Cadair Idris from Minffordd
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Cadair Idris from Minffordd (6th April 2005)


The Cadair Idris peaks are the southernmost massif of the Snowdonia National Park. The area is much less well known than Snowdon itself and consequently it is generally much less crowded with hikers. Although the Minffordd path is generally clear this is serious mountain country and you need to take great care, particularly if the weather is changeable. Cloud can descend very quickly. In such a situation a working gps system can be very useful but take a paper map and a compass as well.


Starting from Tywyn High Street catch the #30 bus towards Dolgellau. The bus heads up the valley, parallel to the tracks of the Tal-y-Llyn railway. The train tracks end at Abergynolwyn but the road continues up the valley of the Dynssini river, then following the shore of glacial Tal-y-Llyn lake with Cadair Idris towering to the left and the peak of Mynydd Rugog to the South. Get off the bus at the Minffordd Hotel, a lttle way beyond the head of the lake. At the road junction take the path to the public car park. It is also possible to reach this spot by taking the #30 bus in the opposite direction, from Dolgellau.


Go through the car park, then follow the clearly signed path past the Mountain Centre. The path climbs steeply through woods beside a stream. Above the trees the valley is littered with large rocks which have been scraped and shaped by the glacier that formed it. Soon the path leaves the stream, veering away to the left, and climbs towards the lake of Llyn Cau, a beautiful black circle of water at the base of the dark grey amphitheatre-like cliff, the chair of Cadair Idris. Somehow this stillness of the water gives the impression that it is bottomless although in fact it is a modest glacial lake, all that remains of a glacier which created the chair. Just before reaching the lake-side the path turns South, heading up through rocks.


At the top of this short climb the path runs along the crest of a rockwall, Craig Cau. Follow the path along the ridge towards the West but don't lose height here.

The path is marked by a scatter of stone cairns through this region. When you come to a fence cross it (there are stiles) then head downwards, across a col before climbing through rocks to the summit. At the summit (Penygadair) there is a stone shelter.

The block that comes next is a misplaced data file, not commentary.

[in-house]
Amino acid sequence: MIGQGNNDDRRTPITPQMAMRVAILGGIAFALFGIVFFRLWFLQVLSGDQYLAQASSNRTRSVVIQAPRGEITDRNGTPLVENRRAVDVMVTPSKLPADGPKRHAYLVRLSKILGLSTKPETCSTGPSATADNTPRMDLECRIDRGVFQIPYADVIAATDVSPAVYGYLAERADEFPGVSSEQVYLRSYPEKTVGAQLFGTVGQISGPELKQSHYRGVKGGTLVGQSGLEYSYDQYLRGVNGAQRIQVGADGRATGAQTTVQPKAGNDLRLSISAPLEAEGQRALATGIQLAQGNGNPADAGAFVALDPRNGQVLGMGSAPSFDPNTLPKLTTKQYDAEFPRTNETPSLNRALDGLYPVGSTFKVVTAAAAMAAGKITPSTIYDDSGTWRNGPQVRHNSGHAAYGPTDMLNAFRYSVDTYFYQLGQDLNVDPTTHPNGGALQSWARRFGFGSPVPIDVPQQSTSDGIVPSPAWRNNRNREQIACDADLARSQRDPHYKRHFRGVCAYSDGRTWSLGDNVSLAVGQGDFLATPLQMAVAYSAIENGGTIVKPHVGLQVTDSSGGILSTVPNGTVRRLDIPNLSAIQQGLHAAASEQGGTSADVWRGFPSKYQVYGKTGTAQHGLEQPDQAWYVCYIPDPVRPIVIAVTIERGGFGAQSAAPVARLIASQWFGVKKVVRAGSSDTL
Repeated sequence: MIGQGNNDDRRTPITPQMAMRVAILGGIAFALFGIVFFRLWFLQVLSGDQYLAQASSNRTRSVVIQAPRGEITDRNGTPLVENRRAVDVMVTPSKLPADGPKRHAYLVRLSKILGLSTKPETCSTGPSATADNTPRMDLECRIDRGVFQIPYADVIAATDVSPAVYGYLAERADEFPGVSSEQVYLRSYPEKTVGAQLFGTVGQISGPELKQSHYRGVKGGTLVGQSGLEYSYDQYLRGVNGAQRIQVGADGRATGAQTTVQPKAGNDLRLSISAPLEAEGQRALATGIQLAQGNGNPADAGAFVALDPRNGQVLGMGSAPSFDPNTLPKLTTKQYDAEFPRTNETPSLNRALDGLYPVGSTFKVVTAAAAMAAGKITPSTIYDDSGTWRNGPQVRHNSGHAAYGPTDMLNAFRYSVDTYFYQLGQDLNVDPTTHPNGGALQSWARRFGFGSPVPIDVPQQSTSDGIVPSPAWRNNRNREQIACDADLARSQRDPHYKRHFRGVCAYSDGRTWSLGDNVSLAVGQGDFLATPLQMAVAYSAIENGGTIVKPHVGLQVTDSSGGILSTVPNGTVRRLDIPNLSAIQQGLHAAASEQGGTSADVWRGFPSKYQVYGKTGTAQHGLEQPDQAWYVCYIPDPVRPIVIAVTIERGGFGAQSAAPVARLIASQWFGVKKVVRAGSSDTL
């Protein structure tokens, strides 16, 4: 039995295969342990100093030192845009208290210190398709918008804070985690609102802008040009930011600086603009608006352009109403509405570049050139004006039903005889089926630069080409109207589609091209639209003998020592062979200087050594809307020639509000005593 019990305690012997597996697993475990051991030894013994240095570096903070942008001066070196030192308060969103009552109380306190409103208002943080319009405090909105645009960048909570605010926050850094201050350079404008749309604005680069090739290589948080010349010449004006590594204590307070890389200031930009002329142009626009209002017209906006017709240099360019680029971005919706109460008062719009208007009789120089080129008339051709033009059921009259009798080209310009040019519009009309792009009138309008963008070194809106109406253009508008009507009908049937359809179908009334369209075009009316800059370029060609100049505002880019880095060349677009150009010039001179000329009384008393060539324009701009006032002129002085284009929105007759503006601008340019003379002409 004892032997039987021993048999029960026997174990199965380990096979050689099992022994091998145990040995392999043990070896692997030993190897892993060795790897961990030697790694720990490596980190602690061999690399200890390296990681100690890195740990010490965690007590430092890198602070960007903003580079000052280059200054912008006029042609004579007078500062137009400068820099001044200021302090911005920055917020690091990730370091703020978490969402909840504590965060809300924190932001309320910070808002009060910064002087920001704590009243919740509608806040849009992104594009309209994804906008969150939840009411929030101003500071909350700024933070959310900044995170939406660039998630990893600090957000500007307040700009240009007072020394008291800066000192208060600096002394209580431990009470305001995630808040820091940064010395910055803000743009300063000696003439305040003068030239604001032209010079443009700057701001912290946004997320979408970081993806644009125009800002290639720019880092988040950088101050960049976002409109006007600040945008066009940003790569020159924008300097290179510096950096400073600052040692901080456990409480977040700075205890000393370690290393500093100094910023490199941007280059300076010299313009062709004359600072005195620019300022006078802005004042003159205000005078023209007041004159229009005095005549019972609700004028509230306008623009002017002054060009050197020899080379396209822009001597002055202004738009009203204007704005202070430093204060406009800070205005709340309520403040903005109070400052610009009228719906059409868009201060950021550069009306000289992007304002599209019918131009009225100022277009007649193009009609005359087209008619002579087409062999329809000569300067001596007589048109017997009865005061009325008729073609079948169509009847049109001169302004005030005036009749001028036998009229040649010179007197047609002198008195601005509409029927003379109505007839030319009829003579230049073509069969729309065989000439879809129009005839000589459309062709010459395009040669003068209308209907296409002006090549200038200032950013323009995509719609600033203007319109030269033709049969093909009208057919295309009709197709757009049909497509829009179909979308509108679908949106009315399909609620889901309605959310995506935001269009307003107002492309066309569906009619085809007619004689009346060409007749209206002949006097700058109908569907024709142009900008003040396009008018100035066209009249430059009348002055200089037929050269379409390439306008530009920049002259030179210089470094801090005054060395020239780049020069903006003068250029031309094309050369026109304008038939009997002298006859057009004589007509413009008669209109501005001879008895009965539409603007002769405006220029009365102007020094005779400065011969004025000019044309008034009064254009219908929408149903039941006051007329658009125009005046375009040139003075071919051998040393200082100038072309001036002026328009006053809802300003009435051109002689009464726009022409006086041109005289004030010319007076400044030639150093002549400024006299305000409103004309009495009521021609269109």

To descend towards your starting point, follow the path going North East from the summit. Do not follow the path between two adjacent cairns (this is the Fox Path) since although you can descend this way you will find yourself on the wrong side of the mountain from the Minffordd Hotel, with a tricky public transport journey back to Tywyn!


With the cairns on your left continue, staying on the right hand side of the ridge, without losing much height, reaching another slightly lower peak of Mynydd Moel.


In places the path is difficult to distinguish from sheep tracks but continue until you reach a fence. Cross the fence and follow it down hill. The steep path has been improved by flagged steps.


The path turns South West through a gate, descending towards woods and the stream which you followed on the way up. Cross the stream on a modern bridge to rejoin the ascent route. This leads back to the Visitors Centre and car park. The bus stop has regular but infrequent buses back to Tywyn so check the timetable before you set off.




Total distance: 9.6km (6 miles) Total time: 5 hours Ascent: about 1000m

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Entering Ystrad-Gwyn

Peak of Cadair Idris

View back down Ystrad-Gwyn

Llyn Cau

Cloud waves

Tal-y-Llyn from the descent

Almost back to the start